If only it were that simple. A core element of the federal government’s response to the COVID-19 pandemic is the Canada Emergency Response Benefit (CERB). It provides a uniform monthly benefit of $2,000 a month to those who have lost significant employment income due to the lockdown. The popularity of the CERB has resulted in many using it as the basis for a broader income support program and advocate for it to be made permanent and available more universally.

In other words, there’s a move for making the CERB into a basic income. This is happening in part because of a growing sense of social solidarity during the pandemic as we increasingly act on behalf of others in need, whether that be wearing masks in public, shopping for those who have fallen ill, or banging pots and pans in support of our front-line health care workers.

However, in the current vigorous debate, it is our view, as a panel of appointed experts assessing the feasibility of a basic income for British Columbia, that crucial considerations are being swept aside as commentators on both sides of the debate present a complex policy issue in overly simplistic terms. The CERB itself is a case in point since it has been depicted by some proponents as a form of basic income. It is nothing of the sort: CERB is conditional on earnings and it is designed for a limited time period. When the government established CERB, it did not discuss the complex financing issues that are part and parcel of basic income.

A basic income raises many complex policy issues. Despite the basic income concept having a long history, we found over the course of our two-year study, that is still underway and to be completed by the end of 2020, that there are no definitive answers to most of the complex questions that need to be addressed.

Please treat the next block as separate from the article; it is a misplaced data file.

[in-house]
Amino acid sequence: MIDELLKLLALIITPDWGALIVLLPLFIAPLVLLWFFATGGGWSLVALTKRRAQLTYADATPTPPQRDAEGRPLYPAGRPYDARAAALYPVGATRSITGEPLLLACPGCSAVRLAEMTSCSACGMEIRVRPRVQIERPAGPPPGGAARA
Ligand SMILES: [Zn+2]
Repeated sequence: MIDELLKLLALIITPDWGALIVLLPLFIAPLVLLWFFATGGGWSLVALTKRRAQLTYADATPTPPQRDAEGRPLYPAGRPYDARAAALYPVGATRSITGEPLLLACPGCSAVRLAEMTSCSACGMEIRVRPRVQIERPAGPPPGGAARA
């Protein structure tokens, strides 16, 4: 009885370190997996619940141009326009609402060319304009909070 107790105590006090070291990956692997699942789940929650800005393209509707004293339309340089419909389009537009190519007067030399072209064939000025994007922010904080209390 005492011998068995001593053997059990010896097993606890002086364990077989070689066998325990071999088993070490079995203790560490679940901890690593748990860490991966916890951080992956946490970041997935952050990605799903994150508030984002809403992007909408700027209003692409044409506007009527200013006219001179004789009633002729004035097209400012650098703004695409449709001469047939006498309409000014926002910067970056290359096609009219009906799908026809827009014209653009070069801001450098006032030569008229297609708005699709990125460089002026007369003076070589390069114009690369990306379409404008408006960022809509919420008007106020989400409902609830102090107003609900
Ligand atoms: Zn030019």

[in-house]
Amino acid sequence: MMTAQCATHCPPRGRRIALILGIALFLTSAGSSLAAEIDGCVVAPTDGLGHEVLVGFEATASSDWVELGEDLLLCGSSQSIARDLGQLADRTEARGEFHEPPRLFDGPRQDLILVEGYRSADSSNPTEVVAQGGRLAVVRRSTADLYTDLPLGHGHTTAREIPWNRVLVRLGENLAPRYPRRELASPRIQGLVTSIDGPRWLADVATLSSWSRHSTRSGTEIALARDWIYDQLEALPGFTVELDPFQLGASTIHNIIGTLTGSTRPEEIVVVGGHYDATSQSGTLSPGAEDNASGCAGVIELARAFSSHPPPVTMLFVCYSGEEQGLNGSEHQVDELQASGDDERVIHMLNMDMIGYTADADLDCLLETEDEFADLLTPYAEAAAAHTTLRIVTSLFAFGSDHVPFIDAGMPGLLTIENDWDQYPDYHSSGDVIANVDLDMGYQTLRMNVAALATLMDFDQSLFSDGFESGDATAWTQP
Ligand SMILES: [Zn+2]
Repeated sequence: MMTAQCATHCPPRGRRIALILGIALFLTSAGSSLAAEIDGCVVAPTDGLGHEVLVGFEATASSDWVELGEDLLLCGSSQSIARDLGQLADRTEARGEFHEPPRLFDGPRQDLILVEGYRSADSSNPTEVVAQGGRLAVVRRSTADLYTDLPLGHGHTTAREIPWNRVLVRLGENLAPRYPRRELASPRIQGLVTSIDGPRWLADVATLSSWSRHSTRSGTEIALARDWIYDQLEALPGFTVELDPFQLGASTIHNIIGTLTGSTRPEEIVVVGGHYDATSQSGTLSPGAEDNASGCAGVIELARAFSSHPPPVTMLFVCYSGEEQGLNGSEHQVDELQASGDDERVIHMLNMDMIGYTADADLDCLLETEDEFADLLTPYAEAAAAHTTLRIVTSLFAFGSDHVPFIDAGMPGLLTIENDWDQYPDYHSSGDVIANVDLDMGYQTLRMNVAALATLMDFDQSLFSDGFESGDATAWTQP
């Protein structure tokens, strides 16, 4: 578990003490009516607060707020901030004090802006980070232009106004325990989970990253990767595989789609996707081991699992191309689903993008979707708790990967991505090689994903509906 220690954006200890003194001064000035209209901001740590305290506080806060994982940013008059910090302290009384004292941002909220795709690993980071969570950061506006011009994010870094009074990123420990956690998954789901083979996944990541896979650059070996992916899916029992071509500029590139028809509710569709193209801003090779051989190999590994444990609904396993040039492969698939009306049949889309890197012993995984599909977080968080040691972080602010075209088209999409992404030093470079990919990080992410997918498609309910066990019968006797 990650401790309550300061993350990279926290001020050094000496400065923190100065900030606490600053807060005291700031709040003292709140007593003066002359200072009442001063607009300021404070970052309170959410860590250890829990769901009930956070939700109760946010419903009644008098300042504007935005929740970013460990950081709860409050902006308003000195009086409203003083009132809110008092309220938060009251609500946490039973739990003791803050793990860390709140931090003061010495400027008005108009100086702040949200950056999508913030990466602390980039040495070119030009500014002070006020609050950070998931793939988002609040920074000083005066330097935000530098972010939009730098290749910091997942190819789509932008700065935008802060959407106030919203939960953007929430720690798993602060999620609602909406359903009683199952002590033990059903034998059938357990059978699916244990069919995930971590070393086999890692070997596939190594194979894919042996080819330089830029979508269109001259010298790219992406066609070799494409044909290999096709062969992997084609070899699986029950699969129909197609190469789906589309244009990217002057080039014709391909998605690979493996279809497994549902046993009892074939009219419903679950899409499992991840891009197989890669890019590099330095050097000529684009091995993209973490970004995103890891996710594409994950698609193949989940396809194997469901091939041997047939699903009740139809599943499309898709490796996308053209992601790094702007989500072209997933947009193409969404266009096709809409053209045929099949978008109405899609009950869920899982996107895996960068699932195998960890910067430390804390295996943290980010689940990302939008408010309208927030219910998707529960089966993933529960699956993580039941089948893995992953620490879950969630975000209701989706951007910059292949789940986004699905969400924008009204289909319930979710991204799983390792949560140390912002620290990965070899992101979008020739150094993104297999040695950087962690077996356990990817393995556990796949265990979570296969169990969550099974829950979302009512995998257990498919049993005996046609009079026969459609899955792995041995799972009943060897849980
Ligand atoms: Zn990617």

Since many of the same considerations apply to any basic income proposal, whether implemented across Canada or in a single province, here are some considerations that should be addressed in deciding whether and how to implement a basic income or any alternative social support policy.

Designing and implementing a basic income is not simple. First and foremost, a basic income is not just another cash transfer program. A basic income has very specific guiding principles and is intended to achieve very particular objectives, which themselves need to be determined.

These need to be carefully considered throughout the design and implementation process in order to avoid recreating the elements of injustice, stigma and complexity that afflict parts of our current income support system.

Second, a basic income is also not a single, uniform policy, but rather a range of policy proposals with multiple design details that need to be selected and reconciled with its principles and objectives. Unless one is advocating elimination of all existing systems, it is also essential to consider how the basic income interacts with the existing system, what parts of the system would remain, and how people would respond to the system both in part and in its entirety.

A prime example of this is how our income and social support system treats persons with disabilities. How would a basic income provide members of this group with the additional resources they need to have a decent standard of living, which includes access to not just cash but also to publicly provided services, like health care? A basic income program is intended to be administered remotely and to minimize personal contact with beneficiaries.